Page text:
When it comes down to it, its simply a choice.


Richard Dawkins, in The God Delusion explains very well why we should oppose religion.  He gives a number of reasons, but the one that I agreed with the most is the fact that religion relies on unquestioning faith.  This means that people are prepared to do all kinds of things, with no mental illness, and be absolutely sure that what they're doing is right.  One of the strong evolutionary theories as to why we believe in religion (in general) is because children who believe what they're told (such as, don't go too close to the cliff) are more likely to live longer.  Unfortunately that survival instinct has been corrupted and manipulated such that now the majority of people in the world believe in some kind of religion.  Unquestioning faith obviously means not asking questions.  It essentially stops us from thinking.  When a girl thinks to herself "I want to have sex with Beast, but I can't because God says I shouldn't have sex before marriage" that's an indication of just how EVIL religion is.  There are thousands of quotes, both from the Bible and from religious figures that state very clearly how asking too many questions (being an 'intellectual') is a bad thing, and indeed, that religion stops people from asking questions and can be used to make people believe whatever you want.

One of the greatest dividers in conflicts in our lifetime, and obviously prior to that as well, is religion.  I'm not saying that all these conflicts are being fought over religion, but it is having a different religion that separates the people.  Ultimately, what's the difference between a Sunni and a Shi'ite?  A Palestinian and a Jew?  A Protestant and a Catholic?

If we are to look at the question of religion objectively, with the question "Is religion a good thing for society today?" - I think we have to answer with a resounding no.  With that in mind, if we can see that the world would be better off without something, don't we have a social obligation to try to make that happen?  Isn't it better to aim for utopia than to accept a substandard world?

?

mjk

  • 269
Logical Improbabilities of a god
« Reply #8 on: December 01, 2006, 04:41:47 PM »
Quote from: "beast"
Quote from: "Mephistopheles"
The Christian God has been attacked so many times now with those same reasons that instead of interesting, it's boring.  We know there's tons of inconsistancies and logical fallacies.  Is the concept of "God" so offensive?

I really can't see why this would be posted this over and over again unless one was diametrically opposed to a god, which is rather silly considering we have no say in the matter.  The concept of god could easily be able to encompass any sort of explanation for reality.  Conversely, one could refute that just as easily.

When it comes down to it, its simply a choice.


Richard Dawkins, in The God Delusion..............


why dont you just marry dawkins beast?  :P
quote="diegodraw"]you never mentioned anything about antagonizing naive idiots who have reason to believe they should defend what everyone already knows is logical....Not like anybody would ever have fun doing that, of course[/quote]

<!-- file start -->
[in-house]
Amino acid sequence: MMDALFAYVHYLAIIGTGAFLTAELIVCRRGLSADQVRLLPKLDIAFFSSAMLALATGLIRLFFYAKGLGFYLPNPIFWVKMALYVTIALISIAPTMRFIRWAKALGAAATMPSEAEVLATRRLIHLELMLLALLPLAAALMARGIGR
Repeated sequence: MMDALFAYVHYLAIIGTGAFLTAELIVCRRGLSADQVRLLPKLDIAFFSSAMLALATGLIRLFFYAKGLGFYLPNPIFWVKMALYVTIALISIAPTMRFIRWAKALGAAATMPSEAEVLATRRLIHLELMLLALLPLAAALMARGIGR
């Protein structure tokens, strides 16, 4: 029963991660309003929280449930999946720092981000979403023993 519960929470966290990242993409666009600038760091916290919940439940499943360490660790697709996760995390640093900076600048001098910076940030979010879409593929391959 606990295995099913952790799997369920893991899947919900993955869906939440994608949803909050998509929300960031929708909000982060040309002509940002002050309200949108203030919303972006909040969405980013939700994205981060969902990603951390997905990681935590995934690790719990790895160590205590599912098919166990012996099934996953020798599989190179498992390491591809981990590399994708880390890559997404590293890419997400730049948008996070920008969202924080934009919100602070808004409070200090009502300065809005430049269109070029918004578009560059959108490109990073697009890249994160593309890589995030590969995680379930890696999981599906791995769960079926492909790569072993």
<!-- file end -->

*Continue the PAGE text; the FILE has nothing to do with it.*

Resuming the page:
?

Ubuntu

  • 2392
Logical Improbabilities of a god
« Reply #9 on: December 01, 2006, 04:56:56 PM »
Beast, you have far more patience than I.

*

beast

  • 2997
Logical Improbabilities of a god
« Reply #10 on: December 01, 2006, 05:01:46 PM »
That's because I'm a man.  :lol:

Logical Improbabilities of a god
« Reply #11 on: December 01, 2006, 05:10:40 PM »
Beast, I agree that a faith unquestioned is potentially very dangerous.  However, I believe that religions provide something very important to humanity--a sense of community through a ritual-emotion cycle.  Therefore, I would not like to see religions simply abandoned.

I agree with the importance of philosophical inquiry (asking questions).  I believe that once a person stops asking questions and becomes dogmatic in their religious belief, a potential problem has arisen and needs to be carefully supervised.  

I believe the best solution to the problem, in order to please both the side that you and Dawkins represent and the side that I currently represent, is the education of the people.  I think Dawkins is actually doing a good job doing that, as are many others.  I further believe that philosophy should be mandatory in all public schools (at least in the United States) in order to give students a true look at what is going on in their churches.  To abandon the sense of community and ritual-emotional cycle that religions offer might prove to be too much of a loss for religions, and would thus end almost surely in defeat.  Yet to continue working to educate the people, while maintaining the rituals and sense of community, would probably work better.

I propose that anybody wanting to work on this problem of (dangerous) religious fundamentalism read books pertaining to this very subject.  A few examples of the ones I plan on reading are The End of Faith and Letter to a Christian Nation by Sam Harris, books by Richard Dawkins, Daniel Dennett, and others (feel free to add).  Debates should be welcomed, and religions themselves should not be met with hostility on behalf of your side.  Instead, make it clear that you are hostile only against (dangerous) religious fundamentalism (if indeed you are).  In this sense, I think the majority of both sides can compromise and come to a peaceful solution.
ooyakasha!

?

Ubuntu

  • 2392
Logical Improbabilities of a god
« Reply #12 on: December 01, 2006, 05:30:31 PM »